<quoted text>
I agree that's interesting. My personal experience confirms statistics suggesting that black gay men are more often closeted than white gay men. Perhaps spending a life-time of dealing with discrimination prepares them for navigating the coming-out process. Perhaps white gays have greater fear of losing the white heterosexual male privileges.
I think lesbians have also been braver in publicly proclaiming their sexuality. When one thinks of pride rallies, they think of a bunch of white men. When one thinks about gay ghettos and vacation destinations, they imagine bars and restaurants filled with white men. But we apparently prefer to hide in crowds.
Note that Tammy Baldwin remains the only Senator elected while out and open. Lesbians have been visible in sports for decades, although everyone suspects their presence in sports is much greater than gay men's.
If you think of coming out in terms of surrendering assumed privilege, white males have the most to lose.
I like my weenie theory better.

“Equality First”

Since: Jan 09

Location hidden

#11 Feb 24, 2014
nhjeff wrote:
<quoted text>
I agree that's interesting. My personal experience confirms statistics suggesting that black gay men are more often closeted than white gay men. Perhaps spending a life-time of dealing with discrimination prepares them for navigating the coming-out process. Perhaps white gays have greater fear of losing the white heterosexual male privileges.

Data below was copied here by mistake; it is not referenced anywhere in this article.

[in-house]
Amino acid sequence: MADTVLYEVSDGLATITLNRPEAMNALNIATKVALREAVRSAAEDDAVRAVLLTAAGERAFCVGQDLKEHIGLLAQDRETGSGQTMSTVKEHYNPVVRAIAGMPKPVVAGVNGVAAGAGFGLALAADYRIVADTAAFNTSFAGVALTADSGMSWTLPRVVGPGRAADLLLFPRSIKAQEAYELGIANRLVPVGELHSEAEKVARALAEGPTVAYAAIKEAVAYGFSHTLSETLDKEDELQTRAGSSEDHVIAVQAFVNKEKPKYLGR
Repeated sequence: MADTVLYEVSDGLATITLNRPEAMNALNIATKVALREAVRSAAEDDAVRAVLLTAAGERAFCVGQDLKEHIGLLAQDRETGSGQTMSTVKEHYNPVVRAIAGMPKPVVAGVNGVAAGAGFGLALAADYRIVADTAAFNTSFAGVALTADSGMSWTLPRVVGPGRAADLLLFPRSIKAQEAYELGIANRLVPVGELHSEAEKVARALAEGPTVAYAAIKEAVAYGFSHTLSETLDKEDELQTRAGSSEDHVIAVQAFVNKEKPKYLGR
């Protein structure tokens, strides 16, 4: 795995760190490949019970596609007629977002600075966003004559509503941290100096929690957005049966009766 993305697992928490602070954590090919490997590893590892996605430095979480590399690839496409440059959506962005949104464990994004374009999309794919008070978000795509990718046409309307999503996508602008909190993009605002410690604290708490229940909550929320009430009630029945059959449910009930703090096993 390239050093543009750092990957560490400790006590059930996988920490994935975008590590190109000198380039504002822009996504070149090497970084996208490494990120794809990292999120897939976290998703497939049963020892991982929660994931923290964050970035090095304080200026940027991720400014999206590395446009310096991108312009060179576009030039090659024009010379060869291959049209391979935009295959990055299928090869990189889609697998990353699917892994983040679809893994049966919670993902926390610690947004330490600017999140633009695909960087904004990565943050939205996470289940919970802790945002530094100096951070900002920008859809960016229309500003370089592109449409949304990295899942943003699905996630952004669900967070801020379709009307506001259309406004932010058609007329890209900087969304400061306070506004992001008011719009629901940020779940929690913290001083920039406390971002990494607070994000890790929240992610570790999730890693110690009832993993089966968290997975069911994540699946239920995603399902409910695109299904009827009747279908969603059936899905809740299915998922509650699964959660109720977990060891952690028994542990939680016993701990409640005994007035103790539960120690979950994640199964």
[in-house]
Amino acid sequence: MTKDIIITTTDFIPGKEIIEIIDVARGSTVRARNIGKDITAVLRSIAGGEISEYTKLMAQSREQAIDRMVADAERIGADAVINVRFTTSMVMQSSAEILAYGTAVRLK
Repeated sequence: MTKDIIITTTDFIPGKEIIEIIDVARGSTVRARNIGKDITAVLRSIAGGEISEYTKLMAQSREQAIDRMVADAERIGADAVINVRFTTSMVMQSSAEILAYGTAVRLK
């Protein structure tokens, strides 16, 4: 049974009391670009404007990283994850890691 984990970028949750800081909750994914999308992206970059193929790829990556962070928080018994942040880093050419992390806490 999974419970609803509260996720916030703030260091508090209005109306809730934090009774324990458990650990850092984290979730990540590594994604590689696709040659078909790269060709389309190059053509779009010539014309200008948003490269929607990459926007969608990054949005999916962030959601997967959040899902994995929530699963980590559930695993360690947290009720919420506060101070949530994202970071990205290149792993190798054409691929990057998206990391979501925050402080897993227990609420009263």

I think lesbians have also been braver in publicly proclaiming their sexuality. When one thinks of pride rallies, they think of a bunch of white men. When one thinks about gay ghettos and vacation destinations, they imagine bars and restaurants filled with white men. But we apparently prefer to hide in crowds.
Note that Tammy Baldwin remains the only Senator elected while out and open. Lesbians have been visible in sports for decades, although everyone suspects their presence in sports is much greater than gay men's.
If you think of coming out in terms of surrendering assumed privilege, white males have the most to lose.
Very interesting analysis. You have obviously given it much more thought than I had. But then, I came out in 1959 at age 15, so I never really had to consider it all quite so much. It just seemed all so natural to me at the time. I suffered some for my decision, but my die as cast, so I had no other options.

“Equality First”

Since: Jan 09

Location hidden

#12 Feb 24, 2014
"My die WAS cast" not "die as". My "w" key is sticking.

“ WOOF ! ”

Since: Nov 12

Coolidge, AZ

#13 Feb 24, 2014
RalphB wrote:
"My die WAS cast" not "die as". My "w" key is sticking.
For years I completely misunderstood the meaning of that quote (until I read a biography of Julius Caesar).

“Equality First”

Since: Jan 09

Location hidden

#14 Feb 24, 2014
Fa-Foxy wrote:
<quoted text>
For years I completely misunderstood the meaning of that quote (until I read a biography of Julius Caesar).
Yeah, I had to take part in a production in my junior year of high school. I was an understudy for two parts, although I never had to go on stage (thank my lucky stars). That's where I learned it, and what the reference was. I would have said, "Well, now we are committed". "The die is cast" is much more original, which explains why I don't write prose.

“ WOOF ! ”

Since: Nov 12

Coolidge, AZ

#15 Feb 24, 2014
RalphB wrote:
<quoted text>
Yeah, I had to take part in a production in my junior year of high school. I was an understudy for two parts, although I never had to go on stage (thank my lucky stars). That's where I learned it, and what the reference was. I would have said, "Well, now we are committed". "The die is cast" is much more original, which explains why I don't write prose.